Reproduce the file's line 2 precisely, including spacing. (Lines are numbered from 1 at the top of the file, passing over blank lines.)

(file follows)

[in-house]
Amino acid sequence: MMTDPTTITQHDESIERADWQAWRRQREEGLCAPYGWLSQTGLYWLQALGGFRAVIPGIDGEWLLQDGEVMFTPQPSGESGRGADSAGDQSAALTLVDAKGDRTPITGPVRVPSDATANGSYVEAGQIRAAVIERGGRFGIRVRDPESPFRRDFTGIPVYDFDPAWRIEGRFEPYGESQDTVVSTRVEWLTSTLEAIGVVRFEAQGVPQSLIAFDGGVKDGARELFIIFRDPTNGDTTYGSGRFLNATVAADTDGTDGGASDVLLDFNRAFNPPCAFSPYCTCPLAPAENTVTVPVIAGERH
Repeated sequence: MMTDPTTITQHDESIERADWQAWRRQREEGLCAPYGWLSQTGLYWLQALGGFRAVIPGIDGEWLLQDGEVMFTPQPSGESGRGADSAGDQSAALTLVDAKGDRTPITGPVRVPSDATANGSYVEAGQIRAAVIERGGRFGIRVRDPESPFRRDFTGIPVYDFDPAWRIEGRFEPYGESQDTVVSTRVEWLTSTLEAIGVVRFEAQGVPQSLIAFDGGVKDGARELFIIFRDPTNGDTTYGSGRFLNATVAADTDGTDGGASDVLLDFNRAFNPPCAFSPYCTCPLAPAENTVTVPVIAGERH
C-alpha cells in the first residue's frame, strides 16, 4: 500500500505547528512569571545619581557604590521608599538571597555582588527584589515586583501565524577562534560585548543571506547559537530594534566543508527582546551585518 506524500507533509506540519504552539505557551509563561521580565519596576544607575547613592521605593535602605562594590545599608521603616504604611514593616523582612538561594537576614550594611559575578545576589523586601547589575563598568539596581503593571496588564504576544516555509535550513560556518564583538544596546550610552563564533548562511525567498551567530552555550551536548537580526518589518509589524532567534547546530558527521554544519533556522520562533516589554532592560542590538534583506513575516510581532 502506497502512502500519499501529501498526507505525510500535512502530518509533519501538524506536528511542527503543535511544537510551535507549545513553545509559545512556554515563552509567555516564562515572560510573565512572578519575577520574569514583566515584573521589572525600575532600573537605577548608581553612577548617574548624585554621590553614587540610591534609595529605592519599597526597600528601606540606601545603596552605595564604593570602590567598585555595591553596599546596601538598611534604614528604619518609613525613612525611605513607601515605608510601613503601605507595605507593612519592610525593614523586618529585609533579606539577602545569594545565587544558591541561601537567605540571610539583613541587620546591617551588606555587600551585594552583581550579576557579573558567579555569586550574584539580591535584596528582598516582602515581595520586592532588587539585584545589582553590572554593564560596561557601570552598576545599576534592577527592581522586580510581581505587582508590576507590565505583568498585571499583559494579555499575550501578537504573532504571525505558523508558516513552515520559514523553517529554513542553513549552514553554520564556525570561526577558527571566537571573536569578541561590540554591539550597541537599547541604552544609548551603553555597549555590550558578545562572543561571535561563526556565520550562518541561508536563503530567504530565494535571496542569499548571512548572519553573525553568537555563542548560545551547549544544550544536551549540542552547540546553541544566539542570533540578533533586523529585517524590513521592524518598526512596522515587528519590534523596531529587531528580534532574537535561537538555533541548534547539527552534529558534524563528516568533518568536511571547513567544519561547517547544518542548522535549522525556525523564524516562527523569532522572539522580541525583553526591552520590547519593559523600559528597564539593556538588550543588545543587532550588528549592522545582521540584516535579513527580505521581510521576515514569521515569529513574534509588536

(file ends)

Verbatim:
Amino acid sequence: MMTDPTTITQHDESIERADWQAWRRQREEGLCAPYGWLSQTGLYWLQALGGFRAVIPGIDGEWLLQDGEVMFTPQPSGESGRGADSAGDQSAALTLVDAKGDRTPITGPVRVPSDATANGSYVEAGQIRAAVIERGGRFGIRVRDPESPFRRDFTGIPVYDFDPAWRIEGRFEPYGESQDTVVSTRVEWLTSTLEAIGVVRFEAQGVPQSLIAFDGGVKDGARELFIIFRDPTNGDTTYGSGRFLNATVAADTDGTDGGASDVLLDFNRAFNPPCAFSPYCTCPLAPAENTVTVPVIAGERH